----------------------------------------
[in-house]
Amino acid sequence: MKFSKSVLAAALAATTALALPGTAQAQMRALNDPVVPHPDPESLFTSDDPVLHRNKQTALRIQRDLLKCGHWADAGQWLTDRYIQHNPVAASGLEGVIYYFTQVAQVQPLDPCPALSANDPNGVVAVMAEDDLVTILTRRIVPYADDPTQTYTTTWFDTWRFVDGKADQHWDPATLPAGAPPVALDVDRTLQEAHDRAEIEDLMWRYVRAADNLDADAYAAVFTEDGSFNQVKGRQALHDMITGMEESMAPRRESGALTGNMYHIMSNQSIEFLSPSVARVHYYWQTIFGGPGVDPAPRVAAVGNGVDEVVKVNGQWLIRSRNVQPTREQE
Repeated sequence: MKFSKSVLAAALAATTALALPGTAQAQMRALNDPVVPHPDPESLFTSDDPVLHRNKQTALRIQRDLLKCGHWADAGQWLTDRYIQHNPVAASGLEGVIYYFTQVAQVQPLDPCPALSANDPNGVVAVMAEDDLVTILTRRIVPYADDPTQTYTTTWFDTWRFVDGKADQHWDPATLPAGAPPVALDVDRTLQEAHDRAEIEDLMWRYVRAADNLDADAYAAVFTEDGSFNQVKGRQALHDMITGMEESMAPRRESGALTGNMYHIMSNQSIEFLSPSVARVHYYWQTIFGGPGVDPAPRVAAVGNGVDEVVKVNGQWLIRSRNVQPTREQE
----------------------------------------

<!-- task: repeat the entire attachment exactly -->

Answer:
[in-house]
Amino acid sequence: MKFSKSVLAAALAATTALALPGTAQAQMRALNDPVVPHPDPESLFTSDDPVLHRNKQTALRIQRDLLKCGHWADAGQWLTDRYIQHNPVAASGLEGVIYYFTQVAQVQPLDPCPALSANDPNGVVAVMAEDDLVTILTRRIVPYADDPTQTYTTTWFDTWRFVDGKADQHWDPATLPAGAPPVALDVDRTLQEAHDRAEIEDLMWRYVRAADNLDADAYAAVFTEDGSFNQVKGRQALHDMITGMEESMAPRRESGALTGNMYHIMSNQSIEFLSPSVARVHYYWQTIFGGPGVDPAPRVAAVGNGVDEVVKVNGQWLIRSRNVQPTREQE
Repeated sequence: MKFSKSVLAAALAATTALALPGTAQAQMRALNDPVVPHPDPESLFTSDDPVLHRNKQTALRIQRDLLKCGHWADAGQWLTDRYIQHNPVAASGLEGVIYYFTQVAQVQPLDPCPALSANDPNGVVAVMAEDDLVTILTRRIVPYADDPTQTYTTTWFDTWRFVDGKADQHWDPATLPAGAPPVALDVDRTLQEAHDRAEIEDLMWRYVRAADNLDADAYAAVFTEDGSFNQVKGRQALHDMITGMEESMAPRRESGALTGNMYHIMSNQSIEFLSPSVARVHYYWQTIFGGPGVDPAPRVAAVGNGVDEVVKVNGQWLIRSRNVQPTREQE